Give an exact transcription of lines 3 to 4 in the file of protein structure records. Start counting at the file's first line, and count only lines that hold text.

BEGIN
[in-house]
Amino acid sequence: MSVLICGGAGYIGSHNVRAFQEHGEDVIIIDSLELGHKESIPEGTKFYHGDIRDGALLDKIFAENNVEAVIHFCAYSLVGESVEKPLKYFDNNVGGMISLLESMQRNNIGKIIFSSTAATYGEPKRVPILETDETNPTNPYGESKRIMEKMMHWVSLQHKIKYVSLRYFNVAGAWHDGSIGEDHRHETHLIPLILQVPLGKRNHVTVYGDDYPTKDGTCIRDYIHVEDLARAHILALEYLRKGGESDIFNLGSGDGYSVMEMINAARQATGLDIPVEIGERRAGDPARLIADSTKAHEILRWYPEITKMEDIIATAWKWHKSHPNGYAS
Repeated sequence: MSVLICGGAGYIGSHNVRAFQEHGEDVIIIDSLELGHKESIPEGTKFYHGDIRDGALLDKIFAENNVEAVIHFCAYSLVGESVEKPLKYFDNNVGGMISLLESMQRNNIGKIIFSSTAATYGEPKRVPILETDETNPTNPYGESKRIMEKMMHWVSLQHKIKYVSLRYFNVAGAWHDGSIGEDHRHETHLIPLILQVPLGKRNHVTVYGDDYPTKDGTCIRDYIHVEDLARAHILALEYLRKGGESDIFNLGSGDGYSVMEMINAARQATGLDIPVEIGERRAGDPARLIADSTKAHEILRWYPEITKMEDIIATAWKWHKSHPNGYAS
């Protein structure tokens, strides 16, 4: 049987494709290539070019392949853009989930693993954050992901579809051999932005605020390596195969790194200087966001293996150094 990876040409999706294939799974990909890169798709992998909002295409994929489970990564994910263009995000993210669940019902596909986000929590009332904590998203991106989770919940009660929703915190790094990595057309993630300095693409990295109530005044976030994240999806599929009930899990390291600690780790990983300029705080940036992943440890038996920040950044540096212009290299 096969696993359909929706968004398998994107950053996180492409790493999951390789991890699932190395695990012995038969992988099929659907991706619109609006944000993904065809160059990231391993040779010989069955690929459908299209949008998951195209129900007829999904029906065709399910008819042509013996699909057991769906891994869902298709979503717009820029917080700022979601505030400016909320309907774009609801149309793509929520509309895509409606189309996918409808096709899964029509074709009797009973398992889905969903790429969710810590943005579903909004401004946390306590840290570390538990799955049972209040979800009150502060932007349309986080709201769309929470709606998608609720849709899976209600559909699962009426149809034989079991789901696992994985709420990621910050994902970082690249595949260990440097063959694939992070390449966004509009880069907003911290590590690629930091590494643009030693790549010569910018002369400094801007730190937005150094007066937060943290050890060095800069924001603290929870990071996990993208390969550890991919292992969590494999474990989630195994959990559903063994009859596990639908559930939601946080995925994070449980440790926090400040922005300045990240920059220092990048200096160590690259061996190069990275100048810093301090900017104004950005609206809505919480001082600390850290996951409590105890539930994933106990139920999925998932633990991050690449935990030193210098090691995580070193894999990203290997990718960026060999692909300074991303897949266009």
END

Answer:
Repeated sequence: MSVLICGGAGYIGSHNVRAFQEHGEDVIIIDSLELGHKESIPEGTKFYHGDIRDGALLDKIFAENNVEAVIHFCAYSLVGESVEKPLKYFDNNVGGMISLLESMQRNNIGKIIFSSTAATYGEPKRVPILETDETNPTNPYGESKRIMEKMMHWVSLQHKIKYVSLRYFNVAGAWHDGSIGEDHRHETHLIPLILQVPLGKRNHVTVYGDDYPTKDGTCIRDYIHVEDLARAHILALEYLRKGGESDIFNLGSGDGYSVMEMINAARQATGLDIPVEIGERRAGDPARLIADSTKAHEILRWYPEITKMEDIIATAWKWHKSHPNGYAS
């Protein structure tokens, strides 16, 4: 049987494709290539070019392949853009989930693993954050992901579809051999932005605020390596195969790194200087966001293996150094 990876040409999706294939799974990909890169798709992998909002295409994929489970990564994910263009995000993210669940019902596909986000929590009332904590998203991106989770919940009660929703915190790094990595057309993630300095693409990295109530005044976030994240999806599929009930899990390291600690780790990983300029705080940036992943440890038996920040950044540096212009290299 096969696993359909929706968004398998994107950053996180492409790493999951390789991890699932190395695990012995038969992988099929659907991706619109609006944000993904065809160059990231391993040779010989069955690929459908299209949008998951195209129900007829999904029906065709399910008819042509013996699909057991769906891994869902298709979503717009820029917080700022979601505030400016909320309907774009609801149309793509929520509309895509409606189309996918409808096709899964029509074709009797009973398992889905969903790429969710810590943005579903909004401004946390306590840290570390538990799955049972209040979800009150502060932007349309986080709201769309929470709606998608609720849709899976209600559909699962009426149809034989079991789901696992994985709420990621910050994902970082690249595949260990440097063959694939992070390449966004509009880069907003911290590590690629930091590494643009030693790549010569910018002369400094801007730190937005150094007066937060943290050890060095800069924001603290929870990071996990993208390969550890991919292992969590494999474990989630195994959990559903063994009859596990639908559930939601946080995925994070449980440790926090400040922005300045990240920059220092990048200096160590690259061996190069990275100048810093301090900017104004950005609206809505919480001082600390850290996951409590105890539930994933106990139920999925998932633990991050690449935990030193210098090691995580070193894999990203290997990718960026060999692909300074991303897949266009």